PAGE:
This meta-analysis reviewed 82 school-based, universal social and emotional learning (SEL) interventions involving 97,406 kindergarten to high school students (Mage  = 11.09 years; mean percent low socioeconomic status = 41.1; mean percent students of color = 45.9). Thirty-eight interventions took place outside the United States. Follow-up outcomes (collected 6 months to 18 years postintervention) demonstrate SEL's enhancement of positive youth development. Participants fared significantly better than controls in social-emotional skills, attitudes, and indicators of well-being. Benefits were similar regardless of students' race, socioeconomic background, or school location. Postintervention social-emotional skill development was the strongest predictor of well-being at follow-up. Infrequently assessed but notable outcomes (e.g., graduation and safe sexual behaviors) illustrate SEL's improvement of critical aspects of students' developmental trajectories.

This meta-analysis reviewed 82 school-based, universal social and emotional learning (SEL) interventions involving 97,406 kindergarten to high school students (Mage  = 11.09 years; mean percent low socioeconomic status = 41.1; mean percent students of color = 45.9). Thirty-eight interventions took place outside the United States. Follow-up outcomes (collected 6 months to 18 years postintervention) demonstrate SEL's enhancement of positive youth development. Participants fared significantly better than controls in social-emotional skills, attitudes, and indicators of well-being. Benefits were similar regardless of students' race, socioeconomic background, or school location. Postintervention social-emotional skill development was the strongest predictor of well-being at follow-up. Infrequently assessed but notable outcomes (e.g., graduation and safe sexual behaviors) illustrate SEL's improvement of critical aspects of students' developmental trajectories.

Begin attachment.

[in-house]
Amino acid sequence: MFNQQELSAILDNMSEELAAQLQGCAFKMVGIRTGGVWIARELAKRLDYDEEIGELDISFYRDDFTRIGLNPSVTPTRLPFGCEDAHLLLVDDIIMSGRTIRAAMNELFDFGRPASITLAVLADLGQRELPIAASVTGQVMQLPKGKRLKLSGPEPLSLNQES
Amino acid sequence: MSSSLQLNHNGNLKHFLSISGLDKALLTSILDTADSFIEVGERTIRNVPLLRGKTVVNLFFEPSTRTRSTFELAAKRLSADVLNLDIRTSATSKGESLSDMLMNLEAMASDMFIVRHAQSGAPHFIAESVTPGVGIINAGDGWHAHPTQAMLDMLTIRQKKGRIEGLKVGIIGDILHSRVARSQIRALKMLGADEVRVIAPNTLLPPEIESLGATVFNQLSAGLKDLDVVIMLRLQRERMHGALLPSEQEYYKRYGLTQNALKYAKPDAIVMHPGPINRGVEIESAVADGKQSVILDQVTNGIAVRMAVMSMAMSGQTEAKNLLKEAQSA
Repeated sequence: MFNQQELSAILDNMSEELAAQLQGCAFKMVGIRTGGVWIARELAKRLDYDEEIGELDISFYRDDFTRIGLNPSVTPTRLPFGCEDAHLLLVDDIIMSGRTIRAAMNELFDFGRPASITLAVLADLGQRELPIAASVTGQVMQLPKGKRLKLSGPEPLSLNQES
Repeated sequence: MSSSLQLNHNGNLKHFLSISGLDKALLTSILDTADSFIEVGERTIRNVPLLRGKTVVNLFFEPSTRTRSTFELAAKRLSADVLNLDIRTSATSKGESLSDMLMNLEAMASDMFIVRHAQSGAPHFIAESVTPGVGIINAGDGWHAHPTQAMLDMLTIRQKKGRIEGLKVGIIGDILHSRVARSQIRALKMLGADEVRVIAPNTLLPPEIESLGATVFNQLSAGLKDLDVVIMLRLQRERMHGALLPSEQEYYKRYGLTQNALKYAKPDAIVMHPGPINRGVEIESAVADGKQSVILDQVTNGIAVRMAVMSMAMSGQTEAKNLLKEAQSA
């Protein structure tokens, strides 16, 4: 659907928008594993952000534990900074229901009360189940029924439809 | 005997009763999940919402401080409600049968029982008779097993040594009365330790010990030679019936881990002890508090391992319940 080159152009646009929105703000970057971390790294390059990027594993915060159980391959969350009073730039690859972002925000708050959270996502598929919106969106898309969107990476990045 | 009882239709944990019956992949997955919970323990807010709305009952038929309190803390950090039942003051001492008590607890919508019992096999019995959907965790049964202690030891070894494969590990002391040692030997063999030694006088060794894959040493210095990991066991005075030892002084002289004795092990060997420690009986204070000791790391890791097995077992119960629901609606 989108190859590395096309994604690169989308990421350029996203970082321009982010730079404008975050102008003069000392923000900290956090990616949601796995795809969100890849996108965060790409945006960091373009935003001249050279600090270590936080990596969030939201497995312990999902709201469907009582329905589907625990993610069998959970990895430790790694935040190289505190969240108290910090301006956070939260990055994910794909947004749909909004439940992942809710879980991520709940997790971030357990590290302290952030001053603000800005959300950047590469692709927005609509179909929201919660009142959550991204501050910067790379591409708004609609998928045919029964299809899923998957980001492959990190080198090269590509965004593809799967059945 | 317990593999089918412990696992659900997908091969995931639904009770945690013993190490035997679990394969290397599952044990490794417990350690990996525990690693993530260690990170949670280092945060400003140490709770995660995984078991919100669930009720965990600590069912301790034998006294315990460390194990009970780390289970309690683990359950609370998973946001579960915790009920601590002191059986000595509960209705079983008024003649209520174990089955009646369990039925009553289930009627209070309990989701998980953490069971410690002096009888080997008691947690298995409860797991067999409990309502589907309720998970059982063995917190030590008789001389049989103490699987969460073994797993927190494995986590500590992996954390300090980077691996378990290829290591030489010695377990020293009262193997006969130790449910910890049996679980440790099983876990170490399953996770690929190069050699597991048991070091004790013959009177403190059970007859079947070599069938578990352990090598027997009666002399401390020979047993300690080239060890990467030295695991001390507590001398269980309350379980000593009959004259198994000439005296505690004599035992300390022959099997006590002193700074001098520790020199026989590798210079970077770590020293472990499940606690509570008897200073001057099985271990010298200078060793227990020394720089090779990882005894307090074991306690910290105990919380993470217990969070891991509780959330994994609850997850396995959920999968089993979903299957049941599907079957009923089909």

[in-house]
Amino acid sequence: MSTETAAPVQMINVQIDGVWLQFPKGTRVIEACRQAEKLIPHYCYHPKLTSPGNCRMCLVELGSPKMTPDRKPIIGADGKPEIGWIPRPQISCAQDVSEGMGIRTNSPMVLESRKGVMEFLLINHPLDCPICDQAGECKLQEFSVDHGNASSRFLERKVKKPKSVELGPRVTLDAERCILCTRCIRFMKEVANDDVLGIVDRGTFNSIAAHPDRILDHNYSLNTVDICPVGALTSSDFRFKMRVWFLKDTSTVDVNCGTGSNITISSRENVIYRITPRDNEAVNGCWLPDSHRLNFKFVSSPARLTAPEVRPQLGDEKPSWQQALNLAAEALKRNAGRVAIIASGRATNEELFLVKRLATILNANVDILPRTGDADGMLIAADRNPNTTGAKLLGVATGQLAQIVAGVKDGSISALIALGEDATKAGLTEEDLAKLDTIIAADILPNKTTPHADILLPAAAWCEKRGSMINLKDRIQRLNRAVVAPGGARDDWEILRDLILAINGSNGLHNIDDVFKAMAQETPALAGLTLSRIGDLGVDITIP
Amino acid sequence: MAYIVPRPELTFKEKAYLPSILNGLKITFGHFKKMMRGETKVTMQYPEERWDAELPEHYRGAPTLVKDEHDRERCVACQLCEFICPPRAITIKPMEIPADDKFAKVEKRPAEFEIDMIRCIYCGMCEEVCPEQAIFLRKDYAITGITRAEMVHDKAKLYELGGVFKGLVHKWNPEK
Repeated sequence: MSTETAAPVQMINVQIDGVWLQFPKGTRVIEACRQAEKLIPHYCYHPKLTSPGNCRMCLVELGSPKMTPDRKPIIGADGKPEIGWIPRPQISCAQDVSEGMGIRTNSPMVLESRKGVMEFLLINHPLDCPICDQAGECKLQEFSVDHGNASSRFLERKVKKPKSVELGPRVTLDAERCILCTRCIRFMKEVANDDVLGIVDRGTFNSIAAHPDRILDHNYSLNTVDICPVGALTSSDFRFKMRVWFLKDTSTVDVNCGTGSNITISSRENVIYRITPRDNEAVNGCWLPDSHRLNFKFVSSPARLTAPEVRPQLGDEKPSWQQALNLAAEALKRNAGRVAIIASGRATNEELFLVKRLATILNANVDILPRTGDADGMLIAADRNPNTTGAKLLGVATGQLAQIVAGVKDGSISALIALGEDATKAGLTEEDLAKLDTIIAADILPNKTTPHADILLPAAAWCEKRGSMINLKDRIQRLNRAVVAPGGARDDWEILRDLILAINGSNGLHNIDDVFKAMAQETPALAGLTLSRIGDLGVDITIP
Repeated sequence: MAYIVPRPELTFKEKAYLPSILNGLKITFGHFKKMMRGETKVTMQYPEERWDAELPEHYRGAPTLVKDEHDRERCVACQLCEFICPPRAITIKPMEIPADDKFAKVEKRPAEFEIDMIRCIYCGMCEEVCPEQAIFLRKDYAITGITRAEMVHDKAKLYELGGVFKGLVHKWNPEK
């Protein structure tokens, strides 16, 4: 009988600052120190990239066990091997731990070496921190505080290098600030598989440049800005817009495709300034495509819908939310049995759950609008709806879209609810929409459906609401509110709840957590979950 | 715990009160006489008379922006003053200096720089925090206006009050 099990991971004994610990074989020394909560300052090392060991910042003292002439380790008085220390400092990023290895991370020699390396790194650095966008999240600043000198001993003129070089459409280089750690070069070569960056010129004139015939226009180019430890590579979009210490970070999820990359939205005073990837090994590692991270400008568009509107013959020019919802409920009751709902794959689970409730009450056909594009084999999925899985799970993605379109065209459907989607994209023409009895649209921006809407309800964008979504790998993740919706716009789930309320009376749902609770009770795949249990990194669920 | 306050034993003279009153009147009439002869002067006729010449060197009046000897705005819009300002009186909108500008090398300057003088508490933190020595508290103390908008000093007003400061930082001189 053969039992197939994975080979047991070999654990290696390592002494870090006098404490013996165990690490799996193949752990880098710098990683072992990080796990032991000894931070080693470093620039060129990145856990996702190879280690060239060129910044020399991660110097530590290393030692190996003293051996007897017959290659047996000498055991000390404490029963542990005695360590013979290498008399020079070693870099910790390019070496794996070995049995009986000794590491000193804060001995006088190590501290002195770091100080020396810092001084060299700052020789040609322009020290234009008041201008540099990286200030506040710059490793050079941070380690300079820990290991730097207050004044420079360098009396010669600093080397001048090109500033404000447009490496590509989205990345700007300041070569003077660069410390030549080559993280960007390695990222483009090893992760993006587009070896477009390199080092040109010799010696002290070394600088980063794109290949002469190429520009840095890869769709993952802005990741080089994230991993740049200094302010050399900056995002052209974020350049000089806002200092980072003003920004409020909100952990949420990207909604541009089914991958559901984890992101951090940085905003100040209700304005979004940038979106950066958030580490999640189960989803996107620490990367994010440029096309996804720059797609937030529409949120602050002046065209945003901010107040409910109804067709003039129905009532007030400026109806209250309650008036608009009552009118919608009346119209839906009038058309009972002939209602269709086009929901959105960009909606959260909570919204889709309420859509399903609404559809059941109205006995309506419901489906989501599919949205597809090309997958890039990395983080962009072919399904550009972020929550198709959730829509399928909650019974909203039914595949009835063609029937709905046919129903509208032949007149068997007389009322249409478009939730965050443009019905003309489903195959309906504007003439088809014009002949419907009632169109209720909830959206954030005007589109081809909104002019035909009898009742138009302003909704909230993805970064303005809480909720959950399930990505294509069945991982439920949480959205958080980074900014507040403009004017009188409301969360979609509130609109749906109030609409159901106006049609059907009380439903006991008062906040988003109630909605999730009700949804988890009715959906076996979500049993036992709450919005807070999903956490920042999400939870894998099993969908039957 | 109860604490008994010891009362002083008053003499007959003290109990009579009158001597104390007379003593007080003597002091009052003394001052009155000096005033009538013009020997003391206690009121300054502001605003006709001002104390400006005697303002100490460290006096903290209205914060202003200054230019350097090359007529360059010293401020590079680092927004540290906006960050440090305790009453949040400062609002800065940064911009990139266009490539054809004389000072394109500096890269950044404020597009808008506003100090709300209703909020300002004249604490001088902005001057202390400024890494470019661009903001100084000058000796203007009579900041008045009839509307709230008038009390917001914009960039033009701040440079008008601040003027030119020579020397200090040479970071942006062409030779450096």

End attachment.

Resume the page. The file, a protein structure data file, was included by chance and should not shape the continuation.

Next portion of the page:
In this chapter, we provide the reader with a rationale, definition, and conceptual framework for social and emotional learning (SEL). We highlight the need to coordinate SEL with kindred approaches that promote positive school climates and cultures, and enhance students' intrapersonal, interpersonal, and cognitive competence. Then we summarize some of the major research findings that clarify the evidence base for SEL programs. Numerous findings from implementation science have confirmed that a critical factor affecting outcomes of interventions is the quality of program implementation that is obtained. Some of the major issues related to quality implementation of SEL are also discussed in this section. As a portent of the remainder of this volume, we next discuss some critical research, practice, and policy issues that need to be resolved in order to drive the field of SEL forward in the most efficient and effective manner. We end the chapter with an overview of the contents of this volume. (PsycINFO Database Record (c) 2019 APA, all rights reserved)

Social-emotional competence is a critical factor to target with universal preventive interventions that are conducted in schools because the construct (a) associates with social, behavioral, and academic outcomes that are important for healthy development; (b) predicts important life outcomes in adulthood; (c) can be improved with feasible and cost-effective interventions; and (d) plays a critical role in the behavior change process. This article reviews this research and what is known about effective intervention approaches. Based on that, an intervention model is proposed for how schools should enhance the social and emotional learning of students in order to promote resilience. Suggestions are also offered for how to support implementation of this intervention model at scale.